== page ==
Andrew Nelson is a senior geomorphologist with Northwest Hydraulic Consultants in Seattle, Washington. Here is what Andrew shared with us about the work he is presenting today at #AGU18:
Multi-scale Geomorphic Visualization to Understand, Manage, and Communicate Local Flood Hazards: a Geomorphologist’s Perspective
What are the major findings of this research?
We have found that integrating river-scale geomorphic investigations into flood hazard studies creates an opportunity for cost-saving during the geomorphic investigation and increased value for the flood study.
A particularly useful format for communication and dissemination of the geomorphic investigation findings has been the assembly of geomorphic atlases (here is a link to an example published by Yakima County in Eastern Washington PDF, 56 Mb), which present map- and graphical data visualizations at a range of overlapping geographic scales. This enables stakeholders who may know a local area intimately to better understand the connection of those conditions to processes occurring over longer spatial and temporal scales.
What are the implications of your findings?
River managers should consider conducting geomorphic investigations as an integral part of flood hazard studies. This gives a better perspective on the timescale of validity for the hydrologic and hydraulic underpinnings of the flood modeling and fuller perspective of the whole suite of hydrogeomorphic hazards affecting the valley bottom.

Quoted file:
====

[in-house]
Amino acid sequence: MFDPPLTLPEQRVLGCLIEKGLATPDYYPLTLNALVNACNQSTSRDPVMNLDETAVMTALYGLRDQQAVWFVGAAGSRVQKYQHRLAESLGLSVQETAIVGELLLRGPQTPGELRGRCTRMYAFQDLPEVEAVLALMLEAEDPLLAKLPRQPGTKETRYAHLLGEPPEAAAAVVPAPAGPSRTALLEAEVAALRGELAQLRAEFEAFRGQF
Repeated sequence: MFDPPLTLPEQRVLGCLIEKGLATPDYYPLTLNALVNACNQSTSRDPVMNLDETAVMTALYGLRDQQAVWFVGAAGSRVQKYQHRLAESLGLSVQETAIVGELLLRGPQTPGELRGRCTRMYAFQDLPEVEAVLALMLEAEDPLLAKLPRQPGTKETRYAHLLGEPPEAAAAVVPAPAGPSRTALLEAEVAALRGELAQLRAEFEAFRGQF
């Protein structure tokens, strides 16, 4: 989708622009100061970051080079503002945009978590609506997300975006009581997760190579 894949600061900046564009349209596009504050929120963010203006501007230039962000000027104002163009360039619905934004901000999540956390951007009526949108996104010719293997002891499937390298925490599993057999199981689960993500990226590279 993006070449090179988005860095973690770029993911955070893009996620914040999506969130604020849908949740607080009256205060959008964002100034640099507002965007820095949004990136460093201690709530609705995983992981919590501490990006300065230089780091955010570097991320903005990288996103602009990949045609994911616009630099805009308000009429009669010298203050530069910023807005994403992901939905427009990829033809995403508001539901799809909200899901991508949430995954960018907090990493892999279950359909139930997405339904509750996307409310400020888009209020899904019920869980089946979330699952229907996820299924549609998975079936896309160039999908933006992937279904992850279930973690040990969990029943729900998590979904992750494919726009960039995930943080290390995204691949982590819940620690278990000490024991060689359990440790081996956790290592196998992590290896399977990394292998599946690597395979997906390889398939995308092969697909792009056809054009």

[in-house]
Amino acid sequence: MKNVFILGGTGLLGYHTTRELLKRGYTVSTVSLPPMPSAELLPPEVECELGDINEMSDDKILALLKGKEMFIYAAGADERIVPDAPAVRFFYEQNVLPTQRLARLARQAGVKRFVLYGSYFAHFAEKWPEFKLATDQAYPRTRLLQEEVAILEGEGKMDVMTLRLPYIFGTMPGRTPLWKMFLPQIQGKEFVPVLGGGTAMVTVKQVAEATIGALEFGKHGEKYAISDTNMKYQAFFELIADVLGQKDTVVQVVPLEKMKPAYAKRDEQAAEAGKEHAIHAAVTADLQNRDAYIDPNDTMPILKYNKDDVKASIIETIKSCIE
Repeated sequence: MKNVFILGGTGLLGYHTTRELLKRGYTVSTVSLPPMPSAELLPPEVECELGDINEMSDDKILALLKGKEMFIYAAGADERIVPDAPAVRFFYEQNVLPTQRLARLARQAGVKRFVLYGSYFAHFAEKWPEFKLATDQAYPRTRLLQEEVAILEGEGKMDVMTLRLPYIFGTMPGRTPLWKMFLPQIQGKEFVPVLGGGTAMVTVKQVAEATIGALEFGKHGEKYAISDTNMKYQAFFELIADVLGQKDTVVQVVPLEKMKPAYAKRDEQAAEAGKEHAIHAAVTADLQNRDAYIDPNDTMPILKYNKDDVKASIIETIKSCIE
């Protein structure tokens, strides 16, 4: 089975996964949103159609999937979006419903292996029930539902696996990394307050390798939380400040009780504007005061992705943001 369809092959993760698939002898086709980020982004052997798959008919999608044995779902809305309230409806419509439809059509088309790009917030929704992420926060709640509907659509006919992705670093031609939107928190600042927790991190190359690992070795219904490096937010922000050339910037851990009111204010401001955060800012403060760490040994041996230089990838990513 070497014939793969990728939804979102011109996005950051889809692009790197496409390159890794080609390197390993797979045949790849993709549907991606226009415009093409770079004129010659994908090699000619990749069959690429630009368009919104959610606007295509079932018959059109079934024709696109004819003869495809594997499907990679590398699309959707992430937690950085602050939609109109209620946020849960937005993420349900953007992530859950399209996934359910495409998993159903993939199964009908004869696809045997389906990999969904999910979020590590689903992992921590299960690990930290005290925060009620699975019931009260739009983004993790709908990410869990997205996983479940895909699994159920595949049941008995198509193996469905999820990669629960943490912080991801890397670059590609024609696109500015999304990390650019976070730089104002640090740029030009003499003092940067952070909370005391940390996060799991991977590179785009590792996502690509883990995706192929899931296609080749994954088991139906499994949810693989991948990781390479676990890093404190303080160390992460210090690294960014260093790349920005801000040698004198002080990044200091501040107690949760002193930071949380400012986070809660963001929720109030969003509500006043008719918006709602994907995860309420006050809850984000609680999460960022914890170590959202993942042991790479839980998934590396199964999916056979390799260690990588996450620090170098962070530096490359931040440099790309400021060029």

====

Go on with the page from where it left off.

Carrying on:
What role does Landsat imagery play in your analysis and/or data visualization?
Landsat data represents one of the routine data sources that gets included in the preparation of a geomorphic atlas. In much of the world, it remains one of the most accessible ways to assess and prepare maps to communicate basin-scale landcover and land use. For larger rivers, where the scale of the channel can be clearly resolved in Landsat imagery, it provides a rich dataset to define spatiotemporal patterns of channel shifting.
Recently, I’ve found the ability to animate a long time series of imagery showing river evolution extremely helpful for enhancing both my own understanding of river dynamics and communication to others. Recent changes like the advent of Google Earth Engine’s Timelapse feature and the higher radiometric resolution of Landsat 8 imagery have substantially increased the utility of Landsat data for my work. Google Earth Engine’s Timelapse has dramatically reduced the amount of effort required to produce animations showing channel change through time and the reduced pixel size of Landsat 8 imagery has substantially broadened the scope of rivers where it is a useful dataset.
Do you consider the open Landsat data policy pertinent to this work?
Absolutely, it is the high temporal resolution, long period of record, and accessibility of the dataset that has resulted in it becoming an important data source for this work. It is particularly important for our work on international large rivers where aerial photography is not generally available.
Safeguarding freshwater resources is crucial, and while scientists use a variety of ground-based techniques to gauge water quality, the Landsat program has provided water quality data from orbit for decades.